Then in 1973, a friend urged Sebastian to see Sun Ra at the old nightclub Paul’s Mall on Boylston Street. He was instantly taken by the high-concept, wildly costumed bandleader, who often claimed he was from Saturn, and his “intergalactic” Arkestra (which included saxophonist Pat Patrick, whose son, Deval, is now the governor).
“I said, yep, that’s it,” Sebastian recalls.
He dropped out of MIT and spent the next four years building the OVC, scavenging for used electronics at Eli Heffron’s in Cambridge and devising parts during down time in his job as a machinist. He completed the job while holed up in a farmhouse in the Texas woods, loaded it into a U-Haul and drove it back to Boston to present it to Sun Ra. He caught up with the musician at a Boston show a month after his return.
“I said, ‘Let me visualize soundwaves,’ ” Sebastian recalls. “To him, it was totally natural. Three or four days later, I was driving him back to Philadelphia,” where Sun Ra was based at the time.
“We both had this conception that music is not just sound — it’s a way of communicating alternative realities to people. He probably understood the instrument much better than I did.”
From 1978 to ’80, Sebastian joined the Arkestra for several series of shows, in performance lofts in Boston and New York and one memorable week at Massachusetts College of Art. The OVC reached the pinnacle of its modest cultural success two years later, when the Jonzun Crew released their electronic funk song “Pack Jam (Look Out for the OVC).”
“It had all this mystique to it,” says author Dave Tompkins, who wrote about Sebastian and the OVC in “How to Wreck a Nice Beach,” his 2010 book about the origins of the voice-altering tool called the vocoder.
“You assumed it wasn’t real,” Tompkins continues. “It had this sort of sinister dimension to it.”
In those years, Sebastian was sharing a house in Roxbury with members of The Johnson Brothers band, led by Michael and Larry, with whom he’d played keyboards in a soul and funk cover band. Larry, changing his name to Maurice Starr, would soon became a mentor to Boston pop acts New Edition and New Kids on the Block.
Sebastian worked with the producers as an engineer and an unofficial business partner. The old house was chaotic, he says: “My bedroom was the recording room. Peter Wolf called it the ‘House of Hits.’ ”
With the bands blowing up, Sebastian was busy building a downtown recording studio called Mission Control, which was later moved out to suburban Westford. He had no time for the OVC, which was impractical anyway; it took at least a week to set up. Eventually, he moved it to the backyard behind his new home in Falmouth, where he and his wife, Rita, were raising their daughters.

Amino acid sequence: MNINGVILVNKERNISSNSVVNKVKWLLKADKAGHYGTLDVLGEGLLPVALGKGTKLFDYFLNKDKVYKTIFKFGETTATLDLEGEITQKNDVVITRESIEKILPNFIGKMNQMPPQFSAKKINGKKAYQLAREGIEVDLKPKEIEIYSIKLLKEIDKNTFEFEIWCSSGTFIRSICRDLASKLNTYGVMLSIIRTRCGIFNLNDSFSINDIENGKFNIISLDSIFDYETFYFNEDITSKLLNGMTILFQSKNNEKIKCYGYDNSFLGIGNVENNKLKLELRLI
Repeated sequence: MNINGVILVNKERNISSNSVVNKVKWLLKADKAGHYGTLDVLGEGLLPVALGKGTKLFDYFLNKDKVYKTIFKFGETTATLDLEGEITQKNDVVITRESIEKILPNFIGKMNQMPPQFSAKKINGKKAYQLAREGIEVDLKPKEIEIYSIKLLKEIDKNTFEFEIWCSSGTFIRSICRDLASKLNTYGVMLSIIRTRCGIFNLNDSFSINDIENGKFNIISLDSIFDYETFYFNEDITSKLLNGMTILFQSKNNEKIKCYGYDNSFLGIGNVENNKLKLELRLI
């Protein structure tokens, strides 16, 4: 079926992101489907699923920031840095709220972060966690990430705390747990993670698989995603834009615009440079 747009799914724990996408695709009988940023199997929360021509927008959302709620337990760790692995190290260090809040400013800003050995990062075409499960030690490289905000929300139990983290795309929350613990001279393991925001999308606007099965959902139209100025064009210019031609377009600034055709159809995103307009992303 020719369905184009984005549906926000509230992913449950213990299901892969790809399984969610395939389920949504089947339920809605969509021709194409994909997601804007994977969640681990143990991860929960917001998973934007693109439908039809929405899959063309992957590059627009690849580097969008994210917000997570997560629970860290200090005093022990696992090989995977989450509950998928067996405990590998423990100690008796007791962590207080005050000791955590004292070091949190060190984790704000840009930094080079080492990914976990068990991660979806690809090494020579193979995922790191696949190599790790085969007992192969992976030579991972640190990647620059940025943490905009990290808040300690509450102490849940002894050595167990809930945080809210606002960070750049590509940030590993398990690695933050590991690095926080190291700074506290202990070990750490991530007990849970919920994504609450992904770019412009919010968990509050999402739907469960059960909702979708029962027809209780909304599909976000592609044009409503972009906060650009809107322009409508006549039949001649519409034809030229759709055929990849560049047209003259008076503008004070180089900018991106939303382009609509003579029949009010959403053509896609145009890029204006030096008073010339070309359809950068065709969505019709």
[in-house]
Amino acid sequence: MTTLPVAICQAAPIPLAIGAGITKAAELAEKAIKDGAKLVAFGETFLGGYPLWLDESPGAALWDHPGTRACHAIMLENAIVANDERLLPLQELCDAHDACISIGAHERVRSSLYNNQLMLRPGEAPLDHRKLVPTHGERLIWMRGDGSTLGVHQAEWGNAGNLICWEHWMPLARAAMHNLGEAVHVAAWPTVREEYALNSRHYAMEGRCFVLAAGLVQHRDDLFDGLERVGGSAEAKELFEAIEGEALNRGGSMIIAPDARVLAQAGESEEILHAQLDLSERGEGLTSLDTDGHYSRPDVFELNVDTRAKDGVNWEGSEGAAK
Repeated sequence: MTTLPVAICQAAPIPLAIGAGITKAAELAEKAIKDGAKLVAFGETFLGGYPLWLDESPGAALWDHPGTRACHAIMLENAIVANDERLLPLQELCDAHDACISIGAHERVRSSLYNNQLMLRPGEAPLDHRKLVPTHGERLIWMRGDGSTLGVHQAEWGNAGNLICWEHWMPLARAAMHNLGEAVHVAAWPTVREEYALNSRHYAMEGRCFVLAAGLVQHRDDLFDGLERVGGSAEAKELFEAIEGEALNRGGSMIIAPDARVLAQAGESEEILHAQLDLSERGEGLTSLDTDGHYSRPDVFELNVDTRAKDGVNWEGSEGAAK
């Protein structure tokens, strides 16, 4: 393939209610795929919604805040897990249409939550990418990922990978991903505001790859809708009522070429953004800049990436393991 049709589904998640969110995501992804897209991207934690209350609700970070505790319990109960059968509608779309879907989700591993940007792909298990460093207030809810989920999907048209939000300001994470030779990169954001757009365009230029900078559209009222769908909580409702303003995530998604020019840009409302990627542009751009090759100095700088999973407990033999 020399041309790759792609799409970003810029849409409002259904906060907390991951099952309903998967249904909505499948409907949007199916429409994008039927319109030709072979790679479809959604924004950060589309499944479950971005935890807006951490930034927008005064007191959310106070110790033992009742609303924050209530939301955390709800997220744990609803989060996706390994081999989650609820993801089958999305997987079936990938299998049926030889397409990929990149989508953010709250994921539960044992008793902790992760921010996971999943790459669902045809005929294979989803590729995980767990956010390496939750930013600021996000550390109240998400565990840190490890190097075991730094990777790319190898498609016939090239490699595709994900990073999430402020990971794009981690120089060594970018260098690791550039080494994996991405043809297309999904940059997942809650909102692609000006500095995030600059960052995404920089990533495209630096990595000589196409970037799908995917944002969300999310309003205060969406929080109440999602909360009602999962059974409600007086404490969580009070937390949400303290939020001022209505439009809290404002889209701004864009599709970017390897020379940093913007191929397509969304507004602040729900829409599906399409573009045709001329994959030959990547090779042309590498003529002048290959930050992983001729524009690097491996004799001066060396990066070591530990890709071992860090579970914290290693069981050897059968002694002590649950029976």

Beginning in the late 1980s, Sebastian worked in fits and starts on the design for a new, 3-D version of the OVC. But he ran out of money for the project, and focused his attention on family life and building his telecommunications compressors — devices that enabled the transmission of increasing amounts of data through limited passages.
“All my daughters’ baseball games and stuff contributed to that 20-year blackout period,” Sebastian said. “I didn’t think about the instrument most of that time.”
While researching his book on the vocoder, Tompkins visited Sebastian in Falmouth one winter day. He had to be coaxed into talking about his sidetracked project.
“It had consumed a big part of his life, and he had to let it go,” Tompkins says. “I’m sure that was incredibly hard.” When Tompkins asked Sebastian to recall what it was like playing with Sun Ra, “He closed his eyes tight. The memories were so intense, it was almost like he was blacking out. He was really living this vision.”
After cutting a few lucrative deals for his compressor devices, Sebastian realized it was finally time to revisit the OVC.
“Certainly, my whole life was about the music and this,” he says. “There’s nothing else in the world I wanted to do.”
Now Sebastian and his team of engineers are on the verge of putting the various elements together. He’s been warning his team that, as with the original OVC, the finished product is likely not to seem so finished at first.
“It’ll be terrible when it’s first done,” he says. “When I first looked at [the original OVC], I said, oh, my God, I’ve just wasted 4½ years.”
But soon enough, they will teach themselves to master the instrument. Sebastian is certain that will be “a magic moment.”
“I’ve already conditioned everyone in the company: First you build it, then you have to discover it,” he says. “They’re two separate tasks, and they’re both really daunting.”
The potential life-changing perceptions he imagines the OVC offering go far beyond simple sensory pleasures, he says.
“That’s how I justify what I’m doing to my wife,” Sebastian says. “My theory is, if you get people to use their minds differently, they’ll look at the world differently.
“It could be a pretty phenomenal experience for the human race. That’s the thing you hope for.”